Haverford Township Historical Society
Fifth-Grade Students Step into History
Colonial Living is a living history program provided to all fifth-grade students attending public schools in the Haverford Township School District. This unique and award-winning program is run by the Haverford Township Historical Society in partnership with the school district.
Students at Colonial Living spend a day doing some of the chores and activities that early 18th and 19th century children once did. Colonial Living takes place at both Nitre Hall and Lawrence Cabin, which allows students the opportunity to compare and contrast lifestyles between the centuries.
The costumed students are all “hands on” when it comes to sawing and splitting wood, preparing a noonday meal, churning butter, hauling water in wooden buckets, and dipping candles. They enjoy helping with open hearth and cast iron stove cooking, a soap-making demonstration and picking herbs from the herb garden. The day is capped off with tours of both Nitre Hall and Lawrence Cabin.
Guides attired in colonial garb lead the students through the day’s activities, while sharing information on colonial children’s lives and local history. Much of the information that’s shared with the students at Colonial Living was common knowledge for the original inhabitants of Nitre Hall and Lawrence Cabin, but with time, progress and technology it’s been forgotten. With that in mind, we offer some long lost . . .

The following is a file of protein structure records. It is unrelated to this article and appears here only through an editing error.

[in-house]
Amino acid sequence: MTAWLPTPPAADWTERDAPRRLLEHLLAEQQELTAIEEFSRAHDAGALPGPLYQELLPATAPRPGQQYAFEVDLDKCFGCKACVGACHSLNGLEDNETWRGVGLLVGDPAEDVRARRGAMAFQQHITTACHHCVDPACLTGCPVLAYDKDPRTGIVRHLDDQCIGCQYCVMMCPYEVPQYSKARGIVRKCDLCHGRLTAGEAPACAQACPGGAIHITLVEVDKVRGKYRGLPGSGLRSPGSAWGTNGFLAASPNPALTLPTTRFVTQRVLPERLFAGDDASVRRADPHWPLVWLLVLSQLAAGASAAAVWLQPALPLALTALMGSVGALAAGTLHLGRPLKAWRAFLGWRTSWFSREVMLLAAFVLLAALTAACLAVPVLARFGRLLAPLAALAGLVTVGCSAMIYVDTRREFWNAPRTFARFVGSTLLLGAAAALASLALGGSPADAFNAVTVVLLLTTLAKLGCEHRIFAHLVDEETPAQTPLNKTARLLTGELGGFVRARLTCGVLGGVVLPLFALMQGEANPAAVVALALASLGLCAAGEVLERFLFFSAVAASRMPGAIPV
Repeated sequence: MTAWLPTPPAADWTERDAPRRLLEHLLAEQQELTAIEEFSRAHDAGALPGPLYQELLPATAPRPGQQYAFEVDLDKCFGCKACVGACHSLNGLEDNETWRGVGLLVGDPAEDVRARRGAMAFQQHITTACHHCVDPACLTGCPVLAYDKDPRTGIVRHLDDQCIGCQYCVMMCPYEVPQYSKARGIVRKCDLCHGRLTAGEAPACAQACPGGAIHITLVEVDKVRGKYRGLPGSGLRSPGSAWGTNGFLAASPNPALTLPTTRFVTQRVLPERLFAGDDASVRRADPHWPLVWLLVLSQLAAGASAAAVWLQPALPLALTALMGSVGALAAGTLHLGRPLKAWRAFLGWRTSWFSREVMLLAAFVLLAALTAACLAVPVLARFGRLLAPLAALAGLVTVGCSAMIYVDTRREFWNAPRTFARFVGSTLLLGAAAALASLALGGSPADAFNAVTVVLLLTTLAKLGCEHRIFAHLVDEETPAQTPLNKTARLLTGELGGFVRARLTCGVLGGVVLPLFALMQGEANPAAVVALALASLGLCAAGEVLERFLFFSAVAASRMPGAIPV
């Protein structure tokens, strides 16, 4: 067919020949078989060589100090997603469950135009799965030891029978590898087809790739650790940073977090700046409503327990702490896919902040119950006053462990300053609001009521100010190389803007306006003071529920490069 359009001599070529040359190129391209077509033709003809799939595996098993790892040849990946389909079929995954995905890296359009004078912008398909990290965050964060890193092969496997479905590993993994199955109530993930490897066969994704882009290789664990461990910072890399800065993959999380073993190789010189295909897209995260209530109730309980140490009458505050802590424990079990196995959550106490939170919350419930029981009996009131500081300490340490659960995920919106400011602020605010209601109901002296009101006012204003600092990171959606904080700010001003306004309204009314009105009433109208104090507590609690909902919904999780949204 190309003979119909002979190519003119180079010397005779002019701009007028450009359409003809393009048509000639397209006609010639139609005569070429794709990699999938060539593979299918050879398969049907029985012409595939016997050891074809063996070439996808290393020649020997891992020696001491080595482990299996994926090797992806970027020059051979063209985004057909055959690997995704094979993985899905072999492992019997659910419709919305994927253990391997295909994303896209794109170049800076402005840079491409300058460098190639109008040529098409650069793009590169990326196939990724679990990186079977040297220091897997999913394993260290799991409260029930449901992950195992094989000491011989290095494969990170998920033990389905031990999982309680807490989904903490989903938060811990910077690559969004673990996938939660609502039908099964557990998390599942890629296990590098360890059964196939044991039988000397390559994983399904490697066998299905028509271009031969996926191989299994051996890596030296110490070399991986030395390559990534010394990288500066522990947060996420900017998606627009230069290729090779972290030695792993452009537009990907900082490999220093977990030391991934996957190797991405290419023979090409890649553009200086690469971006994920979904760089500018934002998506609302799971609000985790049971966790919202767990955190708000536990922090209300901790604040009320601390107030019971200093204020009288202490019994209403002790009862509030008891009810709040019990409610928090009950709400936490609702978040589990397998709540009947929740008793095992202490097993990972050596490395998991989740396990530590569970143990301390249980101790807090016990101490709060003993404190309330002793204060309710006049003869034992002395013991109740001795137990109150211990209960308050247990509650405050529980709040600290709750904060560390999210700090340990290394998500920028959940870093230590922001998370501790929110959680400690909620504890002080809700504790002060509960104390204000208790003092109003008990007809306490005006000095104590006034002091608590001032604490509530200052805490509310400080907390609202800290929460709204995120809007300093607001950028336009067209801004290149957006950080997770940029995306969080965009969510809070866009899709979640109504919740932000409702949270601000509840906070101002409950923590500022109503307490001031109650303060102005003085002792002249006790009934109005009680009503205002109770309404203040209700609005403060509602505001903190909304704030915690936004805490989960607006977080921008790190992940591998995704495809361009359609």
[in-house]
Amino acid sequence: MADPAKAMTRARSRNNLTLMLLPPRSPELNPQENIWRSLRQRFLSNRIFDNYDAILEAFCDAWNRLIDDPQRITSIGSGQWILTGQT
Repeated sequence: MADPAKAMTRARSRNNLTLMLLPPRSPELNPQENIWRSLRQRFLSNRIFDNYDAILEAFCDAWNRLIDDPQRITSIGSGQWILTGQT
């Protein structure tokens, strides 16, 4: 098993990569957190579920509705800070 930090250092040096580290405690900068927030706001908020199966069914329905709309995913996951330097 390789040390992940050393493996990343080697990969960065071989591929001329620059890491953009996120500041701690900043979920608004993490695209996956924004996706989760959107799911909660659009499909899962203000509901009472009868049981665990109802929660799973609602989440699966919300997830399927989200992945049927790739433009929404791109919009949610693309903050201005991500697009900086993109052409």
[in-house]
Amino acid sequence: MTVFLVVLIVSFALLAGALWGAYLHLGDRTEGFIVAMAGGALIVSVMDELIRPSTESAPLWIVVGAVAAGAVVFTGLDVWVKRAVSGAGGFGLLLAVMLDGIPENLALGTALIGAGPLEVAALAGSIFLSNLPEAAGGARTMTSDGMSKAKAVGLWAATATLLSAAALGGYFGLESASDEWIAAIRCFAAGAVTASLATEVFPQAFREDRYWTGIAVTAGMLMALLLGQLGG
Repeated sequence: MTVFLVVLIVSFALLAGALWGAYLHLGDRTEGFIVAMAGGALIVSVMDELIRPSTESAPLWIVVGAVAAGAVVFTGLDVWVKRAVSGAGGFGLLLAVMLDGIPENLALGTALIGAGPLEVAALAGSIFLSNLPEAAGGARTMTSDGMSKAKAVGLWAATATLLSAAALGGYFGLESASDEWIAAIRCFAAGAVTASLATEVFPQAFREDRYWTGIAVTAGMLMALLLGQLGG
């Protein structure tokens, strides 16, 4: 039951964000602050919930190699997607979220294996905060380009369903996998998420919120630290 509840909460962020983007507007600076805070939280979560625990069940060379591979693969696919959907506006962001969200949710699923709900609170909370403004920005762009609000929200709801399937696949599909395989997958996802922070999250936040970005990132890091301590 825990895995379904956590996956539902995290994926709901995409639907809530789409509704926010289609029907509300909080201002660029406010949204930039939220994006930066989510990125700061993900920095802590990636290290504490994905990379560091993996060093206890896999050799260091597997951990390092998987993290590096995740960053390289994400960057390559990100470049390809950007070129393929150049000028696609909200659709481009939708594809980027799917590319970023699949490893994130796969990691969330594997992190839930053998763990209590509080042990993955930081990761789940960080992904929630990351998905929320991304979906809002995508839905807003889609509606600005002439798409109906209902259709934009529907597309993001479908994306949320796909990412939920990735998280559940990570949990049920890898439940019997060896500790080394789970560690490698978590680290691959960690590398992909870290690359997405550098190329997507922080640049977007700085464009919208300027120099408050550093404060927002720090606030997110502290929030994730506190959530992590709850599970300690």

Colonial Living “Fun Facts”
Did you know that . . .
- Butter is churned from cream?
- Churning time is greatly influenced by the air temperature?
- Buttermilk is the byproduct of the butter churning process?
- Candles were made from beeswax, tallow, spermaceti, or bayberries?
- It takes about 60 dips to make a decent sized candle?
- Candles dipped in a copper pot take on a pale green patina?
- Simple soap is made from beef, pork or lamb fat, lye and water?
- Simple soap is very good for removing grass and dirt stains from clothing?
- Simple soap starts out white and turns brown as it ages?
- Wooden buckets leak until they’ve absorbed enough water to swell the wood?
- Water buckets were carried on wooden yokes straddling a person’s shoulders?
These are a very few of the “fun facts” that children learn in the Colonial Living Program.
To see the recipes used in the Colonial Living Program visit our Colonial Living Recipes page.